Compact Week: Advocacy service wants more funds from Lottery

The Compact Advocacy Programme, which helps resolve disputes over how the Compact is applied, is seeking more money from the Big Lottery Fund to continue and extend its work.

At the moment the programme can only deal with the national Compact, which governs grants and contracts from central government departments and agencies. It has intervened in 30 cases, but funding runs out next year.

It is now applying to continue this work, but also to extend it to grants and contracts issued to the voluntary sector by local authorities and agencies under local Compact agreements.

More than 90 per cent of local authorities have signed - or are in the process of developing - a local compact with the voluntary sector, according to Millie Barret from the Compact Advocacy Programme, which is based at the NCVO.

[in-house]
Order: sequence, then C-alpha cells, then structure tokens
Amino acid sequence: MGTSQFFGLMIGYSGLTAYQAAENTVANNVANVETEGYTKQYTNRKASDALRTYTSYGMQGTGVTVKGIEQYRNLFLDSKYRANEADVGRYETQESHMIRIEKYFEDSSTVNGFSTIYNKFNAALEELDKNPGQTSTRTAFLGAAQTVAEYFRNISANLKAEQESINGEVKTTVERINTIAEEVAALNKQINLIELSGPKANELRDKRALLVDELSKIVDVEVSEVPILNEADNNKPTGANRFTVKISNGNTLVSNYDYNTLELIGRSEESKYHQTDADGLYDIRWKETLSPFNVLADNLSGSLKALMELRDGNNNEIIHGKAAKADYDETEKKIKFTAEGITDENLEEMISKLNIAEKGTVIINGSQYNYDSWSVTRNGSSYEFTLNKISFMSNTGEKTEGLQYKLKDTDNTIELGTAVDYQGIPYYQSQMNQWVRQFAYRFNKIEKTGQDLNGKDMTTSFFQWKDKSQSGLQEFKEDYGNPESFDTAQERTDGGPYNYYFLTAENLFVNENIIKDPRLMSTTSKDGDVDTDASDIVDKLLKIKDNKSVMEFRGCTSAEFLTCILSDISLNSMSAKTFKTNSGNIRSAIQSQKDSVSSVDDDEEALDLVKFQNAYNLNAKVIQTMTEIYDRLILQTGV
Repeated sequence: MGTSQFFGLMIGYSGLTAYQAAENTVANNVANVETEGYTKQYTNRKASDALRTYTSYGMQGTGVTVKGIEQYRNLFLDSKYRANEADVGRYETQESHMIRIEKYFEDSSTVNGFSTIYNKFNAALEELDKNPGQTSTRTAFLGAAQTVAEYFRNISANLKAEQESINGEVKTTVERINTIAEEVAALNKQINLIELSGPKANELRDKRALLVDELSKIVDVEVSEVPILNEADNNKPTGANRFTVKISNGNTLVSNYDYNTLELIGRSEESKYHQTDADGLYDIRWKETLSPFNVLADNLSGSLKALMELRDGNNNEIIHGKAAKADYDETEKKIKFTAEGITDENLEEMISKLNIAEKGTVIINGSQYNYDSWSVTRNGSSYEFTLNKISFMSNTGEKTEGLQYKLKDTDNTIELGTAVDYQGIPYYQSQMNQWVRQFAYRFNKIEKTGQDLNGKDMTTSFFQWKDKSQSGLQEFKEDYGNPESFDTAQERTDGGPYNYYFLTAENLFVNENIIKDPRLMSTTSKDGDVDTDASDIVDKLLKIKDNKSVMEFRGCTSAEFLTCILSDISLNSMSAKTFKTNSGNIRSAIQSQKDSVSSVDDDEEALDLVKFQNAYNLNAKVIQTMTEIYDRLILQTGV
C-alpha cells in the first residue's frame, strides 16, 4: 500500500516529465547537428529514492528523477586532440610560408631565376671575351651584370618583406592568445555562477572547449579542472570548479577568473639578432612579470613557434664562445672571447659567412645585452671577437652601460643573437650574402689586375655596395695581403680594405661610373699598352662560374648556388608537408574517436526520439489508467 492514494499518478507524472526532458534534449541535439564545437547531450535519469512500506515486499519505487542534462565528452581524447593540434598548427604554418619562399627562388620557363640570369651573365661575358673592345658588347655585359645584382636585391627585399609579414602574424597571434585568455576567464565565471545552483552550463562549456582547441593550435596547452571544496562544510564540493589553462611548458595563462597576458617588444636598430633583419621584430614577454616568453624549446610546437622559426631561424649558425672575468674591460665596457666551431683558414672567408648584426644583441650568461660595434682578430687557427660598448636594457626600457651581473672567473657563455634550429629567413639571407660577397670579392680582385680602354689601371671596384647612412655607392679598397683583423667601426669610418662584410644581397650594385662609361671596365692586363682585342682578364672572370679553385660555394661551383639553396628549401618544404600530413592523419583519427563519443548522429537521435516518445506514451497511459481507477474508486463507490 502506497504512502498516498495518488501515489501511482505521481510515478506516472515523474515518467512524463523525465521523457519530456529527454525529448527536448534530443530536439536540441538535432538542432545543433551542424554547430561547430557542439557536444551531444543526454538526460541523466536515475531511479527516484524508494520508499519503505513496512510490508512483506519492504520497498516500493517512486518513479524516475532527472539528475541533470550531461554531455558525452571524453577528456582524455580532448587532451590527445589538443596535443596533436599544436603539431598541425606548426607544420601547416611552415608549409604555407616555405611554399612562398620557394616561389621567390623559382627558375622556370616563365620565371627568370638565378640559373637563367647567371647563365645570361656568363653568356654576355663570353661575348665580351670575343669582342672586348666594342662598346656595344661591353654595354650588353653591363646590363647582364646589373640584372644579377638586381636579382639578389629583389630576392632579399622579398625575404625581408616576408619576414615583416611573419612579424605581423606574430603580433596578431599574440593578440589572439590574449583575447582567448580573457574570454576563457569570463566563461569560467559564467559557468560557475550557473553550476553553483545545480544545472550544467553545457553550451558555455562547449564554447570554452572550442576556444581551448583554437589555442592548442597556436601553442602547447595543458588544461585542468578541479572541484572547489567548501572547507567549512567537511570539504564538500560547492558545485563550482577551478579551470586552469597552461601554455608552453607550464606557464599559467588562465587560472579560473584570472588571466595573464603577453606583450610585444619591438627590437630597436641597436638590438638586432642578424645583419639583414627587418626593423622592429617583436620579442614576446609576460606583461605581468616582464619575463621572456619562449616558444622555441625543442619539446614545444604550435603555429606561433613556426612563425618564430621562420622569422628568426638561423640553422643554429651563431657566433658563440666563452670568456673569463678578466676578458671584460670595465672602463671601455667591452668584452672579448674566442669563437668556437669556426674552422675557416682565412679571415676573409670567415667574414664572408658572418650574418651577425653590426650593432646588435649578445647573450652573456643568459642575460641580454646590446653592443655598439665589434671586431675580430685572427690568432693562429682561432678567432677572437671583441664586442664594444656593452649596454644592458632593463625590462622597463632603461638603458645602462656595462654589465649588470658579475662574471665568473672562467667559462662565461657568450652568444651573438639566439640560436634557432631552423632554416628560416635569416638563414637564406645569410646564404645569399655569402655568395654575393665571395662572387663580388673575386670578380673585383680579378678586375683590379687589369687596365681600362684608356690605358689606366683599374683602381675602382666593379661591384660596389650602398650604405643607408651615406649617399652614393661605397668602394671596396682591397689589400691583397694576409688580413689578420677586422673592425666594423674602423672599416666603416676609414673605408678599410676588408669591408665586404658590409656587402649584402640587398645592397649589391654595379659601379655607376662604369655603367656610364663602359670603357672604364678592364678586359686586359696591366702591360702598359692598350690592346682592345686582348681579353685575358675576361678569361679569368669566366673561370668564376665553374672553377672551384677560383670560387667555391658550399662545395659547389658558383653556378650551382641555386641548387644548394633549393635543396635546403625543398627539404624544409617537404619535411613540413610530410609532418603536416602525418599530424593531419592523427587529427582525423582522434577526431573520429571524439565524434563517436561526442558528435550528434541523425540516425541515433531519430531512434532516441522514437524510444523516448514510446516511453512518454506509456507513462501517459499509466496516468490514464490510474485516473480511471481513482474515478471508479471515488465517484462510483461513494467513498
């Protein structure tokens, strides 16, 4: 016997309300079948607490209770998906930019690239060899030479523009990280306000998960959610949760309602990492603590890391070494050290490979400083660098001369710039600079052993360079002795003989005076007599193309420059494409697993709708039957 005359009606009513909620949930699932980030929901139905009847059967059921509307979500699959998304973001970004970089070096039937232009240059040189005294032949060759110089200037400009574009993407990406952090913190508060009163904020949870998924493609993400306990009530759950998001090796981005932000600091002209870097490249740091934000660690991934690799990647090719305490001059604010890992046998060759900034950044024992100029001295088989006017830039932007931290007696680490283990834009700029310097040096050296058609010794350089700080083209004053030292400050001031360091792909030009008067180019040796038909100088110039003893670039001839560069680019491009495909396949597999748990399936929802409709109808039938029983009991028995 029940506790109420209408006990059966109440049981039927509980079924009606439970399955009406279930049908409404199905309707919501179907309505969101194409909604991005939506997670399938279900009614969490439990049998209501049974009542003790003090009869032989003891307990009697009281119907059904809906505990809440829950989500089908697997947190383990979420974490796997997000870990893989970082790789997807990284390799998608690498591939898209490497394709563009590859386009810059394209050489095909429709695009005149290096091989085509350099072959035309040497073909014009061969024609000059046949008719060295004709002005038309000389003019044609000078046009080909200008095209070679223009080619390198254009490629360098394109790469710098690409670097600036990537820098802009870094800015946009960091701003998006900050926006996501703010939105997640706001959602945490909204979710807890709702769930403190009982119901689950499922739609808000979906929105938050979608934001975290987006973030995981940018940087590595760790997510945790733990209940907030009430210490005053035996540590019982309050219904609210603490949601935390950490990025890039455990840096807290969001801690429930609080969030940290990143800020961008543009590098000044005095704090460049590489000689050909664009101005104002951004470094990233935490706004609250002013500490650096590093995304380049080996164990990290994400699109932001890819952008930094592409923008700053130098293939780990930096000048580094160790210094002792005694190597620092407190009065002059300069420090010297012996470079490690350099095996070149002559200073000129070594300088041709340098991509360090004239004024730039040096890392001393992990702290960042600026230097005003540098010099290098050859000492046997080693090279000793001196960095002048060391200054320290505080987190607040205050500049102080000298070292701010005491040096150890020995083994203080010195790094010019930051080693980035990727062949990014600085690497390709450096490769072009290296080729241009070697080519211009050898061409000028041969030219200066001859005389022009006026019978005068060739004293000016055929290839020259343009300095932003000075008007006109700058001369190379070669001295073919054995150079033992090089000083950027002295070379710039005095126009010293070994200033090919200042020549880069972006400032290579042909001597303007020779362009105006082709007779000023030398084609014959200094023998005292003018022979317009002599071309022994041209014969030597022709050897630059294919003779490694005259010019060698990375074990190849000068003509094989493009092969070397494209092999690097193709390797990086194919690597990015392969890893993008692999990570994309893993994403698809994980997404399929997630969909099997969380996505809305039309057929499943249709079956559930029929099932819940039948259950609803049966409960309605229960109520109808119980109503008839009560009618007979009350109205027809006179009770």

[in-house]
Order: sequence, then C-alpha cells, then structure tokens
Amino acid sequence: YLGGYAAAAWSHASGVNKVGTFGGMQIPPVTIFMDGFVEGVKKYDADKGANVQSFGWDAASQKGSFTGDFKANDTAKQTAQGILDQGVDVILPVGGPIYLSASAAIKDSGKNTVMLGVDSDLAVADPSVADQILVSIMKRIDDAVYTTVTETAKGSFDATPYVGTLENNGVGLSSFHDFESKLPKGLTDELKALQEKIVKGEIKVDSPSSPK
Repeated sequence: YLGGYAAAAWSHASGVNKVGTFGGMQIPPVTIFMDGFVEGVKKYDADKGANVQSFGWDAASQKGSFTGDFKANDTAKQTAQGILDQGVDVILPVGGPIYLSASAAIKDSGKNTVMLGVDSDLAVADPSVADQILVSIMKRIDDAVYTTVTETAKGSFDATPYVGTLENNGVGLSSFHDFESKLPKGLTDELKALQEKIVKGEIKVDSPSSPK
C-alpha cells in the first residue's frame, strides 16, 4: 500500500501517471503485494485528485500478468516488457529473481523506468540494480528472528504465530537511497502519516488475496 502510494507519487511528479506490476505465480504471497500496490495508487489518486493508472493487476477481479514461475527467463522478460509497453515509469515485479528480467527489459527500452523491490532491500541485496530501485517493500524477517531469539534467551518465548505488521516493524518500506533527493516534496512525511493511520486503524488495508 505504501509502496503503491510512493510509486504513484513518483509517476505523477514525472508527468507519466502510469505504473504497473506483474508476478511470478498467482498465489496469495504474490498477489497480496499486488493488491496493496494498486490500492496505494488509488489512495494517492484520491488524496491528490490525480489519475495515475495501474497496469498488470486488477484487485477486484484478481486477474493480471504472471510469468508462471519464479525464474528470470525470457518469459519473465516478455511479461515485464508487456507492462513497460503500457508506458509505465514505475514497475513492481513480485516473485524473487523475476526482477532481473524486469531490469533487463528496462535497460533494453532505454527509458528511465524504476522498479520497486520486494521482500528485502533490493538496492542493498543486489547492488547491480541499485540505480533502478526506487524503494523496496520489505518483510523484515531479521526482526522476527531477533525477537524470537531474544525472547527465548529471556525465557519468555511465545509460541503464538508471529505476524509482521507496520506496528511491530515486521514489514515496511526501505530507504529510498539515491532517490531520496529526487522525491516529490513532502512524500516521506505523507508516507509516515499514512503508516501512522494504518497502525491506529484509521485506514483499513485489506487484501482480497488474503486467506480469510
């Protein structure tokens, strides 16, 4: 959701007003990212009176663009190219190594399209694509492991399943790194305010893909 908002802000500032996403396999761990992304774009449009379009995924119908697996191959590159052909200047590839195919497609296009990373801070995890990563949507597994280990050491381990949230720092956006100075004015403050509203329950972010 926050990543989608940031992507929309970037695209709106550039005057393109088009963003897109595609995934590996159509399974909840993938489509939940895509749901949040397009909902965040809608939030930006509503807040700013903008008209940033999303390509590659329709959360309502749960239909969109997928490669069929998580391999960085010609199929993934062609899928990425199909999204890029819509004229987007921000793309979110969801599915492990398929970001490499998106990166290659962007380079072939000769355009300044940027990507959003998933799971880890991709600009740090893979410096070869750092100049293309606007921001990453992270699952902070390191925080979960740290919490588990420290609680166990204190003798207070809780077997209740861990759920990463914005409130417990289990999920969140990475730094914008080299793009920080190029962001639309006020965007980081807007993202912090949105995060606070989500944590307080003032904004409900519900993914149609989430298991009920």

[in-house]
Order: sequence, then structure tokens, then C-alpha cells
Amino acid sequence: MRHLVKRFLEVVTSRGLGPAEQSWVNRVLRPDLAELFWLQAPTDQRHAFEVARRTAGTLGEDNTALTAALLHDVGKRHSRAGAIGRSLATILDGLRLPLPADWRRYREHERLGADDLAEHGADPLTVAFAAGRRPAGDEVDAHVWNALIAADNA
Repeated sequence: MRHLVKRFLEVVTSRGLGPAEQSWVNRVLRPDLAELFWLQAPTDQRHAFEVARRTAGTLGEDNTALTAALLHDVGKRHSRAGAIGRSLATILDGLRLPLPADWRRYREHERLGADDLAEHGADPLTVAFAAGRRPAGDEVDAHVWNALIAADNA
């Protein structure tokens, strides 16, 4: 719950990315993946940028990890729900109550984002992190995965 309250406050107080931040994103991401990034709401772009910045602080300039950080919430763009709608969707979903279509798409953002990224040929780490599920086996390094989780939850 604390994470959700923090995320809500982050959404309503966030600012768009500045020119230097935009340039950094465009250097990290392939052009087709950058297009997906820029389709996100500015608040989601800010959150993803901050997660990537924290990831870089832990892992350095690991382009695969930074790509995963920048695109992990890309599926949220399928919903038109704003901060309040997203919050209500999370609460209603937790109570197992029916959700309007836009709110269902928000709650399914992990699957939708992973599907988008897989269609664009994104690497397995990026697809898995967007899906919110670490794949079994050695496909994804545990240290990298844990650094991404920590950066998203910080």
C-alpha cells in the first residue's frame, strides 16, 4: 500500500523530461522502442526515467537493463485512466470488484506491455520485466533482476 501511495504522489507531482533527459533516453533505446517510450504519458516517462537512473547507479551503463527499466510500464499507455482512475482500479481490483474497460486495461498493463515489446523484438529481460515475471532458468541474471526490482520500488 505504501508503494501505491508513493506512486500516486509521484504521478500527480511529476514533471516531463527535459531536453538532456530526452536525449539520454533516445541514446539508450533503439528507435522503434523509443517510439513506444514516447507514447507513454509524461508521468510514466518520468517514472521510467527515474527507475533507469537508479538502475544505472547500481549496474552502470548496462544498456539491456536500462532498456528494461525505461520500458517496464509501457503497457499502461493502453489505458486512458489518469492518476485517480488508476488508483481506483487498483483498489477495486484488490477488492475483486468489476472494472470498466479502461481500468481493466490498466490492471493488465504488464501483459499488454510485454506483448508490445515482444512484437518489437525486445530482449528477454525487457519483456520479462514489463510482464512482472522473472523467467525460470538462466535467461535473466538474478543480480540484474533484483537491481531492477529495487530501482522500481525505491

"While the CAP has enjoyed some success at helping to improve Compact compliance at a national level, we are acutely aware that most statutory relationships are at a local level," said Barret.

At national level, the programme so far had revealed a lack of awareness of the Compact among non-departmental public bodies, she said. Some of the 30 cases have been fully resolved like Community Transport (see box, opposite page), others have not been successful (see box, below) and others are continuing.

In September, the High Court ruled that Leicester City Council should reinstate funding to six voluntary bodies that it had failed to consult with over cuts (Third Sector, 22 September).

A local Compact would have made court action unnecessary, according to the NCVO.

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